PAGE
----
With two mediocre films in a row, I needed a whopper to finish my night. So I chose the opening film for the festival, Brand: A Second Coming, a documentary about comedian Russell Brand and how he went from a drug-addicted comedian, to a sex-addicted comedian, to a celebrity-addicted comedian to a comedian who wants to leave a positive foot print on the planet. Honestly, I expected very little, but what I got blew me away. While I still consider Brand to be quite a lunatic, I left the theater inspired by his story and impressed with him as a person. I didn’t expect that and I rather enjoyed the feeling.
After a much needed sleep, I headed to the Austin Convention Center to take a look at the trade show and grab an SXXpress pass to get into what I thought might be a couple of crowded films later that day. The SXXpress is yet another badge perk in that it ensures you get a seat at whichever film you might be trying to attend. Upon getting to the theater for my first film of the day, Being Evel, I’m glad I had that assurance as it was mega-crowded. This documentary about the life of the famous Evil Knievel was a perfectly-made film that was as a flashy in its style as Knievel was in his stunts. As this flick was recently acquired by The History Channel, it will no doubt air on television very soon.
After another quick taco (yes I had a lot of tacos this week), I rushed off to stand in line for one of the highest profile pictures of the festival: Kurt Cobain: Montage of Heck. This documentary, directed by The Kid Stays in Picture filmmaker Brett Morgan, gives us a look at the haunted life of Nirvana front man Kurt Cobain with never-before-seen personal videos, interviews from friends and family, as well as some amazingly orchestrated animations. Yes it was depressing and exhausting, but it was also a mind-blowing look at one of our generation’s most influential lives as well as one of its greatest tragedies.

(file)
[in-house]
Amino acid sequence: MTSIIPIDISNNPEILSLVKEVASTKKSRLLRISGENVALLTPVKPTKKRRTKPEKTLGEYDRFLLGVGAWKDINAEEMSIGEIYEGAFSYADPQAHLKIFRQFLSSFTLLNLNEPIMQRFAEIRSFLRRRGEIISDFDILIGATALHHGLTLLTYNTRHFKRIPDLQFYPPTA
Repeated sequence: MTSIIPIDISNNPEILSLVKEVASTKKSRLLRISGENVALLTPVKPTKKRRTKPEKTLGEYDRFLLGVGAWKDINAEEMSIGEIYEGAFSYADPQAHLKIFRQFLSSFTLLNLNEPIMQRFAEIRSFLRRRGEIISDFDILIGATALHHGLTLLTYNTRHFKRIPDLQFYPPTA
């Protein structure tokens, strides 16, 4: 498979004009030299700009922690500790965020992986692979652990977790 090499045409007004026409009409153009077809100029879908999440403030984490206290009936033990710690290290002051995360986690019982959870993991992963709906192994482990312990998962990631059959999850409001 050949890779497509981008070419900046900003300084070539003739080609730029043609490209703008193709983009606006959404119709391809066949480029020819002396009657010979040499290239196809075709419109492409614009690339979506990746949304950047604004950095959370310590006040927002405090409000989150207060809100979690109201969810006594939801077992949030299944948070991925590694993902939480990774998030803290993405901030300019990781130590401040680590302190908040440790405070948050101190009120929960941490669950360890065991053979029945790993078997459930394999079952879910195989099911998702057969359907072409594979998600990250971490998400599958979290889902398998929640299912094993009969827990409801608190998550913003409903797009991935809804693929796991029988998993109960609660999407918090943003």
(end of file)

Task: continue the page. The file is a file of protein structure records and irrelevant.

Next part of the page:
Now I have time for one more film. I’ve had some very good luck with documentaries thus far but not with narratives. I really wanted to see a good narrative before I left, and since they had just announced the winners of the festival, I decided to try my luck at the late screening of Krisha, the narrative that won big at the festival. Here, writer/director Trey Edward Shults, a Houston native, filmed a Thanksgiving-gone-wrong drama with his own family starring as his family. This very tough film is hilarious at times but switches to sobering quickly as you watch his aunt, played by his real aunt Krisha, spiral out of control. The film has a Werner Herzog style that overpowers its audience into submissiveness.
After 10 films my mind was a little numb, but overall I had a wonderful time in the Texas capital. If you do plan to go in the near future, let me leave you with a few suggestions. If you can afford it, get a badge. It’s definitely worth it if you are going to be there for more than a few days. And if you buy a badge, buy it early. The price goes up as you get closer to the festival. Stay downtown if you can. Booking your hotel through the festival is less expensive and you’ll save a lot on shuttle/taxi/Uber costs. Try your hardest to avoid the venues that are out of downtown. I know there are some good films showing there, but you need to really want to see them to justify driving anywhere. I had heard complaints from everyone that the shuttle service is horrible, and Uber for me was iffy. It is so much better to walk and miss the headaches associated with using vehicles. Another thing I like to do is miss the opening weekend. Most of the big, crazy audiences leave after the first three-four days and the festival becomes much more manageable. This year the film festival started on March 13 and I drove in on the 16th. Sure I missed the premiers of the sci-fi thriller Ex Machina and the Judd Apatow comedy Trainwreck, but since those will be in normal theaters shortly, I didn’t really care that much.